Journal of Hebrew Scriptures - Volume 16 (2016) - Review

Oshima, Takayoshi, Babylonian Poems of Pious Sufferers: Ludlul Bēl Nēmeqi and the Babylonian Theodicy (Orientalische Religionen in der Antike, 14; Tübingen: Mohr Siebeck, 2014), Pp. xx + 572, plates lxv. Hardcover. €139.00. ISBN 978-3-16-153389-1.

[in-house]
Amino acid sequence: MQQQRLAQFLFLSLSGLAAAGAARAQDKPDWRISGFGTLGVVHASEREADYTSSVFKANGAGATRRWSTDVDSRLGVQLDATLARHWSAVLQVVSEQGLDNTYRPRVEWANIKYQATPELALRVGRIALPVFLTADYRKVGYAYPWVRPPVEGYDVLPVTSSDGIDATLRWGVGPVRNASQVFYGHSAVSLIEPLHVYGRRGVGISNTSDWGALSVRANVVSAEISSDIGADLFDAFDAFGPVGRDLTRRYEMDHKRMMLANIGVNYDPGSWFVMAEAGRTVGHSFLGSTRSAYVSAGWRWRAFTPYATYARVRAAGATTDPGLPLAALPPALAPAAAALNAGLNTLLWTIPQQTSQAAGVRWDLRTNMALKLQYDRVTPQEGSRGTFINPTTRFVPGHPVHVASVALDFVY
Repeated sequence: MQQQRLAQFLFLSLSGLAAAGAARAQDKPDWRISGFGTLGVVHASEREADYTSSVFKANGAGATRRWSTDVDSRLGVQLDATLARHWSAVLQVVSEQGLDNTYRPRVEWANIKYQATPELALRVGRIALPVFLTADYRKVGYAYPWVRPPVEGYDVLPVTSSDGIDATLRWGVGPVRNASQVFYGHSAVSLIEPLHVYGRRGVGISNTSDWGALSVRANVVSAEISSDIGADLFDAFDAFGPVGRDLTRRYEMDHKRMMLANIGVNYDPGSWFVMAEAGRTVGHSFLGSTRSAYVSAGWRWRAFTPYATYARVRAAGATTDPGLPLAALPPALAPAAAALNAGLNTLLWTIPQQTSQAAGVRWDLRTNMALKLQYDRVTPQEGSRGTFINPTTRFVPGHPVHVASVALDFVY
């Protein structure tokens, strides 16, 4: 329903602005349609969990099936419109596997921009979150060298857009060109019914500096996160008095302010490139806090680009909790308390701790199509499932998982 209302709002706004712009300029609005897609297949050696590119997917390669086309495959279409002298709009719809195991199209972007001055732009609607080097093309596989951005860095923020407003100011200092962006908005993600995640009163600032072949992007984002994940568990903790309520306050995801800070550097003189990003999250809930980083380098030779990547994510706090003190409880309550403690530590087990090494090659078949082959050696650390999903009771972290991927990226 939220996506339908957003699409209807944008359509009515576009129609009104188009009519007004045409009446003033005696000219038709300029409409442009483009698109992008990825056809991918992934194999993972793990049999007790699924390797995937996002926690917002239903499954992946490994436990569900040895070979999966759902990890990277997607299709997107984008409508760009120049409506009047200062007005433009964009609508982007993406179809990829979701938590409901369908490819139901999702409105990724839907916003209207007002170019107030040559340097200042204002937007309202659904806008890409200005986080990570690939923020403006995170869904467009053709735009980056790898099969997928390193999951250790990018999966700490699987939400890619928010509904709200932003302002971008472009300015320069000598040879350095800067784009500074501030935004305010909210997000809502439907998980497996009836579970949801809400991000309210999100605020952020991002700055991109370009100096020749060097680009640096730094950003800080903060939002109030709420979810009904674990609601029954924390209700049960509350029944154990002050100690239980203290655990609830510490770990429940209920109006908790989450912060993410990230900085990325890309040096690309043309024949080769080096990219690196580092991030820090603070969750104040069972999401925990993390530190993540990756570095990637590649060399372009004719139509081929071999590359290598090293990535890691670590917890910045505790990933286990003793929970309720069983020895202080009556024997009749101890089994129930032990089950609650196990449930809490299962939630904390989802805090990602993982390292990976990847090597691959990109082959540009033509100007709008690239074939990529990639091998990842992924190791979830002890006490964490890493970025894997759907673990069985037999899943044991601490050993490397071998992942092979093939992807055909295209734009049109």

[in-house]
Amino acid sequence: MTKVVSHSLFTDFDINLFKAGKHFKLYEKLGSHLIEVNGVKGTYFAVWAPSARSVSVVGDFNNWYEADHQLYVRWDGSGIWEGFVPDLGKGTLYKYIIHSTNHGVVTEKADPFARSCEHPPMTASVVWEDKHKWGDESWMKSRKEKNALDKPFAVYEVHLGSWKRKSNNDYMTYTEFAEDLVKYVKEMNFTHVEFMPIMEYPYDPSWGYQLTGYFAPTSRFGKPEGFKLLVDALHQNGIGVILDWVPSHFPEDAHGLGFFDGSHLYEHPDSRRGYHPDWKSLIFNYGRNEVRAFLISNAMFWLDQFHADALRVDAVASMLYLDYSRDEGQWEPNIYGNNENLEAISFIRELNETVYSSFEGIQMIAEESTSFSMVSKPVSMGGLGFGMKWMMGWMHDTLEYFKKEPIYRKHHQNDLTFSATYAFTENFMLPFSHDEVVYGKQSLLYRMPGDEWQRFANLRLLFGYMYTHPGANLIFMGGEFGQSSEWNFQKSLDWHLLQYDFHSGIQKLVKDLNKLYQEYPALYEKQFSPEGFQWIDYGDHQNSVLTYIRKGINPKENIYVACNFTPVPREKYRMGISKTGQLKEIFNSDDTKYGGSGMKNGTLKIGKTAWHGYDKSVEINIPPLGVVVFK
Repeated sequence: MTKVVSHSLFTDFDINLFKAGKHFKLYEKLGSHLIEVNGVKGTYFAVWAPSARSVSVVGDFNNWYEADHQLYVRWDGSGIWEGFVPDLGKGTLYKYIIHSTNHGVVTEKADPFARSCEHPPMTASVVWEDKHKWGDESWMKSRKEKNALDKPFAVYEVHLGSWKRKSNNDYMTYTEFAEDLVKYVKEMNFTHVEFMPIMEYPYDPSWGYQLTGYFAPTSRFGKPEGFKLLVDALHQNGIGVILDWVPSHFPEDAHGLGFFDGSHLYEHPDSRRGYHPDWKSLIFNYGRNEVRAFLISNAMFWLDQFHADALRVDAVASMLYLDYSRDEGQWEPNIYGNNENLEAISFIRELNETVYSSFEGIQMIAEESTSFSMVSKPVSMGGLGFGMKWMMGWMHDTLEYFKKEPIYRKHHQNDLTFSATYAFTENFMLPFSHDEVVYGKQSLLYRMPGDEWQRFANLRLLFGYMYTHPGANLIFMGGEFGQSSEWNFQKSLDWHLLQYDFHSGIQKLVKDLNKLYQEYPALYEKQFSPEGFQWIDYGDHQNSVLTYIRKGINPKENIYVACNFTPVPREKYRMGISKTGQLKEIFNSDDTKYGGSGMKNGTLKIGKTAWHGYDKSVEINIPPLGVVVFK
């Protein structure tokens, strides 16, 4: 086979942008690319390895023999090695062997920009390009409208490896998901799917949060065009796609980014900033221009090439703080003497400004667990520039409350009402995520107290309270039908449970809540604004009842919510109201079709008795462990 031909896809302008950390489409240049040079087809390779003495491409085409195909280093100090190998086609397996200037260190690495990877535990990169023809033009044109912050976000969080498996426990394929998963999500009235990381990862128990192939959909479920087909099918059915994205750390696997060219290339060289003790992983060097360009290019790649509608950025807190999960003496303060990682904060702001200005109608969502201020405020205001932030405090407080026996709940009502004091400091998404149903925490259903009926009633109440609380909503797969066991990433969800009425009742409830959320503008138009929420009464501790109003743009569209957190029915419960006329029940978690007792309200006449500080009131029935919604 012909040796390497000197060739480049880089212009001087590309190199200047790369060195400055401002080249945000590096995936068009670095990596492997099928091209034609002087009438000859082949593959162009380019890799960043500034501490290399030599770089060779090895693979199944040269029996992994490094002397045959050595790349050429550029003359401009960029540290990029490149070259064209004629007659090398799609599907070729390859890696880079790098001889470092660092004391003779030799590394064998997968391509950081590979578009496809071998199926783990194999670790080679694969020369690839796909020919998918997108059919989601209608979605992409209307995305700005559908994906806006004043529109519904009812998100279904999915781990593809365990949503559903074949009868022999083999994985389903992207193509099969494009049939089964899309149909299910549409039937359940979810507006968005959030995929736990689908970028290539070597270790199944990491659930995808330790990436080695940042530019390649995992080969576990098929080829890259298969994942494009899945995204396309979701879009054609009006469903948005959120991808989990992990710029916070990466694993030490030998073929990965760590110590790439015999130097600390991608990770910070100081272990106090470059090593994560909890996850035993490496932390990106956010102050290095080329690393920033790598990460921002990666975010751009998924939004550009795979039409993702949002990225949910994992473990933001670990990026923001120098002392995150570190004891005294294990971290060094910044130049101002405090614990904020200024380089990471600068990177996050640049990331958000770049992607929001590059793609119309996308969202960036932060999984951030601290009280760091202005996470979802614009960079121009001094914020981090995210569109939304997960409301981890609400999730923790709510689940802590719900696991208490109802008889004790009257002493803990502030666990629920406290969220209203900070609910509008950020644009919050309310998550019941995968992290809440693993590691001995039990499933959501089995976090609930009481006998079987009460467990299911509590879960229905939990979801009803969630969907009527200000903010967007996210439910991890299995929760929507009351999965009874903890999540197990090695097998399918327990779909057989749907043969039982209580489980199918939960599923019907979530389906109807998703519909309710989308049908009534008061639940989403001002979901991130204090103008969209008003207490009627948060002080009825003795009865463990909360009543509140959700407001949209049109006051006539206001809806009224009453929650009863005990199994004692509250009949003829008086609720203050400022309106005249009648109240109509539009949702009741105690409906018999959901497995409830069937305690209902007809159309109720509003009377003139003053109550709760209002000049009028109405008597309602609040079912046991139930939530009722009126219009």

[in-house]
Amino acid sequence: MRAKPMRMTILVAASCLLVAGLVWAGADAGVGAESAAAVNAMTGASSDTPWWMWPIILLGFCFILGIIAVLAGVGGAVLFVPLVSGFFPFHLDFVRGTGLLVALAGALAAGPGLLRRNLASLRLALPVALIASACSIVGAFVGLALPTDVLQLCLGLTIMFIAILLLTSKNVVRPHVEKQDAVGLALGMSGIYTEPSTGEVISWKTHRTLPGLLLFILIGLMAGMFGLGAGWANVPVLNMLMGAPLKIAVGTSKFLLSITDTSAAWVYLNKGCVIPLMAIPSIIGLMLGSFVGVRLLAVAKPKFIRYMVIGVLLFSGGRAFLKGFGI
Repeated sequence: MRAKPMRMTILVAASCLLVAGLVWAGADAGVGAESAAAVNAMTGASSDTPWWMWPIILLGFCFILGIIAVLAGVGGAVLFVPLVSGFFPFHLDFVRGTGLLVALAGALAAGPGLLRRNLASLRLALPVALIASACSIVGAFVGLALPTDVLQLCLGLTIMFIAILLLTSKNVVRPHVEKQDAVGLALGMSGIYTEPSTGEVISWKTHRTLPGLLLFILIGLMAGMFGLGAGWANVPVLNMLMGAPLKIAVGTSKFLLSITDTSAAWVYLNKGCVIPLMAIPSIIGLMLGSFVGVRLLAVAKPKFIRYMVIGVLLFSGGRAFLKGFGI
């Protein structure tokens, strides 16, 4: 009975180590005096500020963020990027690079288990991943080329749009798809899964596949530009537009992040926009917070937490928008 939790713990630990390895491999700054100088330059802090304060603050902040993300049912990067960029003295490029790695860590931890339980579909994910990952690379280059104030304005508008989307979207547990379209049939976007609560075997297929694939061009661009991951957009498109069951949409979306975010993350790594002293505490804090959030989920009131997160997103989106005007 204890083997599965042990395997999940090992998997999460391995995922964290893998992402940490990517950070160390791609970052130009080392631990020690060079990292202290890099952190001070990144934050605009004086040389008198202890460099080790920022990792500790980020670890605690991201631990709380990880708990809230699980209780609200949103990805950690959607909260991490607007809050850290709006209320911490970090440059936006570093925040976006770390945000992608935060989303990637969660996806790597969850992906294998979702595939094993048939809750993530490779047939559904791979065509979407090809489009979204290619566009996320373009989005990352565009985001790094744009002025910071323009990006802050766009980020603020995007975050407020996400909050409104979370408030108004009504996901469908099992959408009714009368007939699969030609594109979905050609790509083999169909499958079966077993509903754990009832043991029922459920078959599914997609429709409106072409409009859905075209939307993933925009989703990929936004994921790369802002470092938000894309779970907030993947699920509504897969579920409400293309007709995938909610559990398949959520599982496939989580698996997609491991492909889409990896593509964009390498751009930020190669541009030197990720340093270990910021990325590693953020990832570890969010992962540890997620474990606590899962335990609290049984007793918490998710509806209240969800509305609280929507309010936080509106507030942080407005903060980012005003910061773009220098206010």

This important, weighty monograph offers comprehensive and up-to-date treatments of two of the most fascinating and learned poems produced by the literati of ancient Mesopotamian—Ludlul Bēl Nēmeqi and the Babylonian Theodicy. Since these texts have long provided comparative materials for the study of the book of Job and other biblical texts belonging to the so-called “wisdom tradition” (Oshima prefers the term “didactic”; p. 2 n. 5), the insights and advances found in this volume constitute a welcome addition to both Assyriology and biblical studies. Below I offer a brief survey of the book's contents and discuss some of the author's more significant departures from previous scholarship.